FIONA McINTYRE is determined to build on the feel-good factor surrounding the women’s game in the aftermath of Euro 2022 by raising the profile of the sport in Scotland.
The Scottish FA’s head of girls’ and women’s football, speaking at yesterday’s launch of the SWPL, watched on from home as Sarina Weigman’s England side lifted the trophy for the first time in their history courtesy of a 2-1 win over Germany at Wembley on Sunday.
The tournament received unprecedented media coverage and McIntyre is adamant that the Scottish game can capitalize on the increased interest in the women’s game – particularly this winter when the men’s World Cup takes place in Qatar.
“Everyone is talking about women’s football this week, even people who have never spoken about women’s football are talking about it,” she said. “It is how we capitalize on that and the league will have a massive part to play in that.
“We have seen what happens when Scotland has qualified for a major tournament. There is immediate interest from the media and fans, but how do we make sure that the media are there every week, that commercial partners stay the course over the season? That is the bit that is key.
“Our responsibility is to make sure that interest continues. We have to keep improving the product by putting more investment into the clubs and supporters need to know where to go to watch games.
“The clubs have a huge role to play and they deserve a lot of credit because a lot of them have driven the game to the point it is at right now. But from our point of view we can be a bit more strategic in terms of our scheduling.
“For example, there is a World Cup for men this year which means there is a break in the season. That means Premiership stadiums are empty, fans have nowhere to go, so we have a derby day at the end of November and we will try to encourage all our clubs to play these games in their stadiums.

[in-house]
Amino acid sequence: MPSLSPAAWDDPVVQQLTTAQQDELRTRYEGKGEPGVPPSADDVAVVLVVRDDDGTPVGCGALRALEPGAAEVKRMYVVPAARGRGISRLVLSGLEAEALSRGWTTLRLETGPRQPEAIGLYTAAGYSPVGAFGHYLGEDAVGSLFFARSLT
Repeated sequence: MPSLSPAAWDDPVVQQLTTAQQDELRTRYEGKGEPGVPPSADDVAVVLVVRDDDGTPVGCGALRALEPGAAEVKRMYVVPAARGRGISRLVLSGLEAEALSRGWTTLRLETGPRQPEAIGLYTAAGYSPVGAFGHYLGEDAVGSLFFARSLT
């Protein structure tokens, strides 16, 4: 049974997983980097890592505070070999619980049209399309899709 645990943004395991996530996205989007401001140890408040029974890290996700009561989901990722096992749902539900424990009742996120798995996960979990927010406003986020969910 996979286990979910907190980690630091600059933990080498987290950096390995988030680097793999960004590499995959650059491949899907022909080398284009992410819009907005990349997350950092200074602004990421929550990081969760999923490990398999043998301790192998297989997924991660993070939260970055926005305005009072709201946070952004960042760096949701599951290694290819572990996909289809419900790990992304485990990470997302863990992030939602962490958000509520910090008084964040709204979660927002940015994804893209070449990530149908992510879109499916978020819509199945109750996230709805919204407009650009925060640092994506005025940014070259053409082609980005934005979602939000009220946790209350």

“We will try and market and promote that weekend. Centrally we can do things as a league but essentially it is a collective effort.”
The SWPL is currently without a title sponsor and a broadcast partner, but McIntyre revealed that supporters can expect an update on that front in the near future.
Domestic cup semi-finals and finals will be played at Hampden for the first time this season and McIntyre contends that although there are critics who argue that the national stadium won’t be packed out for the showpiece occasions, this misses the point entirely.
“It is huge,” she added. “People debate the size of Hampden and whether it is the right place.
“But there is a symbolic aspect to this; if you are a girl in Scotland and you have aspirations of playing for your country or getting to a national cup final you should be able to play in the national stadium.
“It is not the men’s national stadium, it is the football national stadium
“It is a statement of intent that the Scottish FA is backing up the strategy that it put out last year of putting investment into the game. Rather than seeing it as a big stadium, I see it is a big opportunity to drive in big crowds.”